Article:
But how do you build solidarities with other followers of Ambedkar who are not Buddhists (like in north India or south India), and who do use names like “Dalit” or “Dalit-Bahujan” to describe their socio-political identity? I did not receive any clear response to this question, despite posing it in myriad ways. Perhaps there is a genuine impasse in the building of an all-India Dalit movement precisely for this reason; that at a fundamental level different segments do not have similar ways of constructing identity or of situating evolving identities with regard to either recent or deep history.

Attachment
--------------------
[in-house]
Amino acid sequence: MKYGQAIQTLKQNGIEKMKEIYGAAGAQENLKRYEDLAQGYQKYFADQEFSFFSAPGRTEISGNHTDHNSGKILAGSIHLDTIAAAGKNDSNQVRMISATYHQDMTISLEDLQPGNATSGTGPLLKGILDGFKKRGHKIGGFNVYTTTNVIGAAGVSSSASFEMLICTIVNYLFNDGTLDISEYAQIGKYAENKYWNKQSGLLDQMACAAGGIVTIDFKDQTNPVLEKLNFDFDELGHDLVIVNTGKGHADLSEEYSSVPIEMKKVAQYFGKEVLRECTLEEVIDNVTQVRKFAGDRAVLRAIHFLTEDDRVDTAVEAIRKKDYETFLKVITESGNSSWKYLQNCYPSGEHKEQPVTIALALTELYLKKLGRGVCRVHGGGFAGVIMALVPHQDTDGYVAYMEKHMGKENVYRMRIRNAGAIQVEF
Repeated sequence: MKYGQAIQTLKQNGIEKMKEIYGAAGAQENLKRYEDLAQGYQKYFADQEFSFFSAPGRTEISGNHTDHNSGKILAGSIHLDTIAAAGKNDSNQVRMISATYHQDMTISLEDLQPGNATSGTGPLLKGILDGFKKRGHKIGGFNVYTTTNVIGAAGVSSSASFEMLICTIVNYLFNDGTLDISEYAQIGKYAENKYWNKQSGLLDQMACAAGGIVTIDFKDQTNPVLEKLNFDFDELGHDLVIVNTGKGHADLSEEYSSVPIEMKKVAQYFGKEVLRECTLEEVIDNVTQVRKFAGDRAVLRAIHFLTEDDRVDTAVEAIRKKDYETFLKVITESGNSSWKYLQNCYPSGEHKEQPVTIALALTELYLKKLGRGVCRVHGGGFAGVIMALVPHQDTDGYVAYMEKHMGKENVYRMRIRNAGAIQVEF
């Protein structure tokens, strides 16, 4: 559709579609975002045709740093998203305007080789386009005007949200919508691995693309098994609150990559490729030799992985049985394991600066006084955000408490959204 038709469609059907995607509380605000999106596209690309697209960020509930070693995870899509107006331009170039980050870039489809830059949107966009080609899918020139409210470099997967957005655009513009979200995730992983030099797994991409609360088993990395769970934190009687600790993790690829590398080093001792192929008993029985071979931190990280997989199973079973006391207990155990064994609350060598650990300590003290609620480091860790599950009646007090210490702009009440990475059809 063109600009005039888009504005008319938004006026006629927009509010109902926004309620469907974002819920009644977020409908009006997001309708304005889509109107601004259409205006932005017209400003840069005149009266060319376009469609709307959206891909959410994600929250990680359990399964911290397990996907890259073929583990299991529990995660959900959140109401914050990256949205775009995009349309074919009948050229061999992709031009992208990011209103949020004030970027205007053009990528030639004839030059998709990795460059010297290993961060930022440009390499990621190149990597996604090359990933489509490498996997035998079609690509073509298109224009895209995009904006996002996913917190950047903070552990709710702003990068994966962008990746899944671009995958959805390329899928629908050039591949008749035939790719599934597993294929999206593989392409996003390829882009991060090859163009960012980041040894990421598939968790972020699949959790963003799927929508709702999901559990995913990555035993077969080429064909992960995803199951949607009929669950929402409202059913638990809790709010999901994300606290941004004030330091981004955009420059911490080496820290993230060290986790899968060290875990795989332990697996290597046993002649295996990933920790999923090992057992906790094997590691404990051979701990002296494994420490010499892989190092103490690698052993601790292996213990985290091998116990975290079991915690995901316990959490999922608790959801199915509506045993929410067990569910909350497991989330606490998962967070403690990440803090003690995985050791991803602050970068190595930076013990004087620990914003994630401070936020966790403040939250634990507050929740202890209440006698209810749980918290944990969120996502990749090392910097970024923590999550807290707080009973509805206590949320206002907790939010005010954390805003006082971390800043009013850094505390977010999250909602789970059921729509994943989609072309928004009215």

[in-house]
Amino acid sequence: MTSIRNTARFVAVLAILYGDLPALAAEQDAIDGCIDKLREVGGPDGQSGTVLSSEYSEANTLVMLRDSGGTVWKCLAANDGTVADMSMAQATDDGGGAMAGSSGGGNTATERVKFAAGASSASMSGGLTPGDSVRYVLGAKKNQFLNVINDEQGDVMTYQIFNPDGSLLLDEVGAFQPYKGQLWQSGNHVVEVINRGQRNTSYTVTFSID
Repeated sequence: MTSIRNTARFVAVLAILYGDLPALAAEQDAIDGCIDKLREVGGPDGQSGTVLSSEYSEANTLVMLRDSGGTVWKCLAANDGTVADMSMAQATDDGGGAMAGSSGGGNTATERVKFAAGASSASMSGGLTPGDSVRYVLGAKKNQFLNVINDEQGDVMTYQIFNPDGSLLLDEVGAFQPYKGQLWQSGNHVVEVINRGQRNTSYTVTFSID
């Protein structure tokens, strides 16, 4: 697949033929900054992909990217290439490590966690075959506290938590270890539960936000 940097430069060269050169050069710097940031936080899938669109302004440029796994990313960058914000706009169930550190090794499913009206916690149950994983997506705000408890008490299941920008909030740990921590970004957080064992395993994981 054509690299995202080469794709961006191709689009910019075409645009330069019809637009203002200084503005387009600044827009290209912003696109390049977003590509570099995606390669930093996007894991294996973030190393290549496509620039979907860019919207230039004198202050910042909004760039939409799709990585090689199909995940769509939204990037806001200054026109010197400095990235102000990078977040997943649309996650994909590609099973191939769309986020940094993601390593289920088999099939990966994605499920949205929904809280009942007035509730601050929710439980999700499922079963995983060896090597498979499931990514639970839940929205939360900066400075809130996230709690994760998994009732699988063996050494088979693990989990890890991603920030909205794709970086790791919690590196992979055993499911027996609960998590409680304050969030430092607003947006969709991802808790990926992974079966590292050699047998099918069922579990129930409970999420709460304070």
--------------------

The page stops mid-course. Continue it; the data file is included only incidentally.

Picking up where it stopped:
Economically and educationally advancing Maharashtrian Buddhists, whom I encountered in Nasik, expressed their discomfort not just with “Dalit” but also with “Scheduled Caste” as an appellation. They regarded “SC/ST” certificates as useful instruments in terms of accessing certain forms of social justice and political representation, but also seemed resentful of the connotations of inequality and lack of ability, the smell of being “undeserving” of a rightful place alongside others that sneak in along with the Trojan horse of reservation. Buddhism seemed then to be a provisional solution to the problem of identity. It makes a clear break from the Hindu caste system, but also brackets the subtly humiliating baggage of modern forms of compensatory discrimination. Not that the actual problems go away if we do not take their name, but at least Buddhism provides some sort of breathing room away from the entire dynamic of caste and the annihilation of caste in which generations of people have been trapped for nearly three quarters of a century now.